In an attempt to polish the image of the Eternal City, Roman Authorities are cracking down on public eating and drinking at historic sites. The municipal ordinance, signed by the city’s mayor, that took effect beginning of October, gives police officers the right to fine anyone caught snacking on the Spanish Steps or walking around the Piazza Navona with a gelato. You are still allowed to throw your coins in the Trevi Fountain, the city needs your donations, but don’t enjoy a panino or ice cream in the vicinity, it will cost you. The fine ranges from $25 to $650.
I understand the reason behind this ordinance but if we want to keep Rome’s historic center pristine, let’s also clean the graffiti from the facades and sidewalks, add plenty of rubbish bins, and get rid of illegal hawkers that harass tourists outside the Vatican and Colosseum. Instead of becoming the food patrol, the carabinieri should spend their time protecting the people from pickpockets.
Similar ordinances were past in Venice, Florence and Bologna. The one in Rome is due to expire at the end of the year. It will not doubt be extended unless the gelaterie win a repeal. They are the most affected by it. Who has not wandered the streets of Rome while enjoying an Italian ice cream?
Bookstores and libraries have played a big role in my reading life. Growing up in Brussels, Belgium, they were within walking distance from my parents’ house. At the end of the street was a second-hand bookseller and two blocks away, a large department store. Around the corner was the local library in which I spent hours researching materials for school projects. The librarians had a nickname for me: the Historian after my favorite section. From my house in Oregon, there are four libraries within a six miles radius. My book Gelato Sisterhood on the Amalfi Shore is in two of them. I recently dropped in the nearest one and was told, to my delight, that it is continuously checked out. When I looked up the availability on their reference computer, I came across a wonderful review. Thank you Justine for posting it on LibraryThing.com. You made my day.
Bought this book after reading some raving reviews on Amazon and I’m glad I did.
It’s a story of one of the trips that the author organized as a tour guide for her American customers to visit the beautiful Amalfi Coast in Southern Italy. Kelly takes the group (they’re are all middle-aged women) on a very personalised tour of the area, showing them all the sights, the amazing shops, restaurants and many other hidden gems all along the Amalfi coast and Capri. It’s almost like a trip report or a blog from the travels, but only in the terms of the content; the language used is very elegant, certainly not a blog-style one. It’s a very pleasant read that will probably inspire a lot of people to plan their next visit to Italy. I found the book to be very informative, very well researched, it reads almost like a guidebook but a more personalized one, with loads of funny anecdotes etc. The reason I got interested in the book in the first place was an upcoming holiday in Amalfi and the book proved to be very helpful and provided great inspiration for my trip. I would certainly recommend “Gelato Sisterhood” to anybody planning a visit to Southern Italy and to all interested in Italian culture, history, sights etc. I believe however that it would be too detailed for those looking just for a light and fun read as it’s full of information on the area. — review by user justine28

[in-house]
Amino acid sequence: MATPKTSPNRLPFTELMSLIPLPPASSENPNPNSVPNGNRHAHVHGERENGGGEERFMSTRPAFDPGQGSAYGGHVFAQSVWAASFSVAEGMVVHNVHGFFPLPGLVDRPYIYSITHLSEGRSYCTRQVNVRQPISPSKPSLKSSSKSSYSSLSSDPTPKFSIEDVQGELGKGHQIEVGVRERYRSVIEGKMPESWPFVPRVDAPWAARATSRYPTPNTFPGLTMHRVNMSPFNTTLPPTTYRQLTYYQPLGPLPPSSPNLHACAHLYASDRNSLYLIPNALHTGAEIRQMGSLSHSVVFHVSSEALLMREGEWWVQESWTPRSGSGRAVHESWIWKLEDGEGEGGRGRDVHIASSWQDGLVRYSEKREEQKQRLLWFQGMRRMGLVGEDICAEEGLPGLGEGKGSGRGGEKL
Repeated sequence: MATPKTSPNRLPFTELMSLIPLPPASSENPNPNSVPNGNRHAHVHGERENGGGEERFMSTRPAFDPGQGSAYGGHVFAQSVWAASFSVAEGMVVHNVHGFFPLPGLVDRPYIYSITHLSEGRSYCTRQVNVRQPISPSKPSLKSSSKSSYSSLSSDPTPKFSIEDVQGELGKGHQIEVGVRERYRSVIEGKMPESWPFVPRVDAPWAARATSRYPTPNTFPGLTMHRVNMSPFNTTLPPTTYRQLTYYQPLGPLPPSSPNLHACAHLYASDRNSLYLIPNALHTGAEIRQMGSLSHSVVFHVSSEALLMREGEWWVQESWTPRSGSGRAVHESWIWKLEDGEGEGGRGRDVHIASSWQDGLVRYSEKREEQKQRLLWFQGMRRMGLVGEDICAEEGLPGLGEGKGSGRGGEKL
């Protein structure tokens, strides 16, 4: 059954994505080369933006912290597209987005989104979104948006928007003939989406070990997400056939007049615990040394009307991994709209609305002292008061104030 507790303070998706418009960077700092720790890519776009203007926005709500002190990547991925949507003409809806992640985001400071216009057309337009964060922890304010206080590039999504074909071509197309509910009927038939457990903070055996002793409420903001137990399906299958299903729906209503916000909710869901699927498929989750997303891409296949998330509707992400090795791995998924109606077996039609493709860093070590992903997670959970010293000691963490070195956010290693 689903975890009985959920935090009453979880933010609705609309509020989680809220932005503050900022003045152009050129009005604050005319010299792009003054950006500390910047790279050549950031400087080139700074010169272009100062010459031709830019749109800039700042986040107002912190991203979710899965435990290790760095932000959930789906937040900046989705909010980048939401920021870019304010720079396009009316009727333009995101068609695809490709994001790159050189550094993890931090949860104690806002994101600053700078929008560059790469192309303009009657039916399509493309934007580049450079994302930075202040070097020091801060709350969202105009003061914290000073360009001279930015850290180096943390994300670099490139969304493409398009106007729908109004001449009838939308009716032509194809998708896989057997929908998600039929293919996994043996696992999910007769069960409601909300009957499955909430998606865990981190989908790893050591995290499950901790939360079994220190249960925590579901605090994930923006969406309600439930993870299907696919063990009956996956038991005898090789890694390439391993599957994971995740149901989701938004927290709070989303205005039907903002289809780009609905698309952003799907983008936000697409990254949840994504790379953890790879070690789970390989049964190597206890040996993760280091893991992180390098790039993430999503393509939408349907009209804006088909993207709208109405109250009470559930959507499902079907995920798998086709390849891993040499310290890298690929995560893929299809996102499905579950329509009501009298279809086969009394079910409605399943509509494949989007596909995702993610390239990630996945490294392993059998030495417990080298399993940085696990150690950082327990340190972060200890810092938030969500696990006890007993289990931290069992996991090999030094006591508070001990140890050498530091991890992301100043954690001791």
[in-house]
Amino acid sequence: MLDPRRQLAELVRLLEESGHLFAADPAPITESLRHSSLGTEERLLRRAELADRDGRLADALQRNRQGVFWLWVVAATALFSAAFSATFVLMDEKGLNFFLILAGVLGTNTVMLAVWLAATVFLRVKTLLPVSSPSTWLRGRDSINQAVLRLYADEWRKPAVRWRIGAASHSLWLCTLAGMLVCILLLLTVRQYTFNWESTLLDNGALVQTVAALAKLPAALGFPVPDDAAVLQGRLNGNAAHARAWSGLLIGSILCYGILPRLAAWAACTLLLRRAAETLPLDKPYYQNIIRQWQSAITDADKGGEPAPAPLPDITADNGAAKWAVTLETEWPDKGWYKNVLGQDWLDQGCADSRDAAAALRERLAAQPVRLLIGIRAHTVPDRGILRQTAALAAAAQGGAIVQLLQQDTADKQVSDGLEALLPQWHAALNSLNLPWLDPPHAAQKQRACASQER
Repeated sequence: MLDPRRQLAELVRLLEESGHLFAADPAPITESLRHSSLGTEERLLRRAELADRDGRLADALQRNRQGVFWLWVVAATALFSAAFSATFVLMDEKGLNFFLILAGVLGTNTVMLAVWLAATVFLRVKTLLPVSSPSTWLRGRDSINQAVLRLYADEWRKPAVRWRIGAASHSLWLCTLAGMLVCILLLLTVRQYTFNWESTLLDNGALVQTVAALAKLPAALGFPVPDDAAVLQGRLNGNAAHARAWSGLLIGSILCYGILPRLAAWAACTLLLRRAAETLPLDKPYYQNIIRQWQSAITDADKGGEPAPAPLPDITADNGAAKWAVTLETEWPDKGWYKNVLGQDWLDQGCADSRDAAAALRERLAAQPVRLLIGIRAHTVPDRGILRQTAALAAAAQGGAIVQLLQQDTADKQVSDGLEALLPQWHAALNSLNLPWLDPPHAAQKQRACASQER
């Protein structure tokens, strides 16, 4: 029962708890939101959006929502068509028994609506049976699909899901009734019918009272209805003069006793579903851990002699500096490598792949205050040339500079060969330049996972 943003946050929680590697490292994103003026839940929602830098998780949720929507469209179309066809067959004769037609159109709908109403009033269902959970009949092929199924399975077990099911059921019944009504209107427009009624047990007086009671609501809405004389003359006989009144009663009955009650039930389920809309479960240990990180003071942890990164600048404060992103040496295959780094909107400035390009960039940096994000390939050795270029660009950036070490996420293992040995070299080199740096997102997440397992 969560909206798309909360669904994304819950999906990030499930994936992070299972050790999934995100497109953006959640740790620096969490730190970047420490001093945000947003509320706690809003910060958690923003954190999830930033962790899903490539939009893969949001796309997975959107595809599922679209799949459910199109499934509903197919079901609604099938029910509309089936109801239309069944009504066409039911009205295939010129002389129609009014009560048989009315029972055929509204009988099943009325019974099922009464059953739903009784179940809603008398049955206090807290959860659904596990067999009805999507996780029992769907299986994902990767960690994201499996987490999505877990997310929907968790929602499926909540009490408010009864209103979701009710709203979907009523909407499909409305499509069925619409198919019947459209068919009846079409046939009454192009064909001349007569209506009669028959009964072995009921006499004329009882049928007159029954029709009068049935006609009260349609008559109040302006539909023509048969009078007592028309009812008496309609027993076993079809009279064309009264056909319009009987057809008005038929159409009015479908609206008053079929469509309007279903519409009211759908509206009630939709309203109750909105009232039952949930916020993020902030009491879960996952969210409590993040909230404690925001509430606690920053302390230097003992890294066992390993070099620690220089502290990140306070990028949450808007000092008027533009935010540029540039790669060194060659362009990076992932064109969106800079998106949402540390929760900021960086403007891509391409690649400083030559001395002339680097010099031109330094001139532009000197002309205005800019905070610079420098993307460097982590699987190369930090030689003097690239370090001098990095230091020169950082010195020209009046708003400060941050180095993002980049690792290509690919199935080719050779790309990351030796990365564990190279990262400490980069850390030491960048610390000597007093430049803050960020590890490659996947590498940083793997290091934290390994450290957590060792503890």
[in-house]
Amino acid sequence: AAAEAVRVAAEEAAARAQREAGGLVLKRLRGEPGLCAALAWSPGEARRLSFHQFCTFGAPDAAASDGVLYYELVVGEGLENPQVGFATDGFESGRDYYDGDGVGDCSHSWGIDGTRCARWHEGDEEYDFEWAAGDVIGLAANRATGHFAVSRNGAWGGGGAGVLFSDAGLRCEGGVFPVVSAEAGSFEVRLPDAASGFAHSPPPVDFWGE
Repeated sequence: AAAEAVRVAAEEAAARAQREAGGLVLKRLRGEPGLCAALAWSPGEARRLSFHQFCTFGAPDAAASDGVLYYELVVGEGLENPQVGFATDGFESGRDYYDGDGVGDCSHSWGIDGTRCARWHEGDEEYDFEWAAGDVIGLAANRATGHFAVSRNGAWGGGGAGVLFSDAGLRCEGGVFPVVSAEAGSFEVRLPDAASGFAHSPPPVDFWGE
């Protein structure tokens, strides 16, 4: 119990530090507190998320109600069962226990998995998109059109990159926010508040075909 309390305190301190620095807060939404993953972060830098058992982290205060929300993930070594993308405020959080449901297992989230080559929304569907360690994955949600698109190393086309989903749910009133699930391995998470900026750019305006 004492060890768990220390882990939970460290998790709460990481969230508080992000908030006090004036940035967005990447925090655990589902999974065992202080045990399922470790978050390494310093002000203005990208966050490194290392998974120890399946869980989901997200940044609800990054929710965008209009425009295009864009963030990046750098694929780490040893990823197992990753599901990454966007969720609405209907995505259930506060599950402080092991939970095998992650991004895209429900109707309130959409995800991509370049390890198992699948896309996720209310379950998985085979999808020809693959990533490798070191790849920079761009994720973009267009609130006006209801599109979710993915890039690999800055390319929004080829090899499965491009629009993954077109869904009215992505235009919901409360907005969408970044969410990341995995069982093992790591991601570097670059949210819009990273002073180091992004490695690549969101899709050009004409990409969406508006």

In January 2011, Rome introduced a new tax on accommodation, amounting from 1 to 5 euros per person per night, depending on the type of lodging. The move was quickly followed by Florence and Venice. Not to be undone, Naples, Sorrento, Ancona and Catania jumped on the pipeline to implement similar taxes. In the foreseeable future the list will get longer as more towns will find that they, too, need to fill their coffers with tourist coins.
In Rome the required contribution is going toward repairing and restoring famous landmarks and in Venice to save the island from the rising sea. Florence and the other cities have yet to determine what they will do with the money.
Each town puts its own spin on the tax. The Venice fee is seasonal and children under 10 are free, while Rome is charging anyone over 2. Exceptions are made for guests over 75 in Massa Lubrense. The amount also varies according to hotel star rating. In Florence, be prepared to pay 2 euros for a 2-star hotel and up to 5 euros for a 5 star hotel. And to confuse you even more some cities have a maximum number of taxable nights.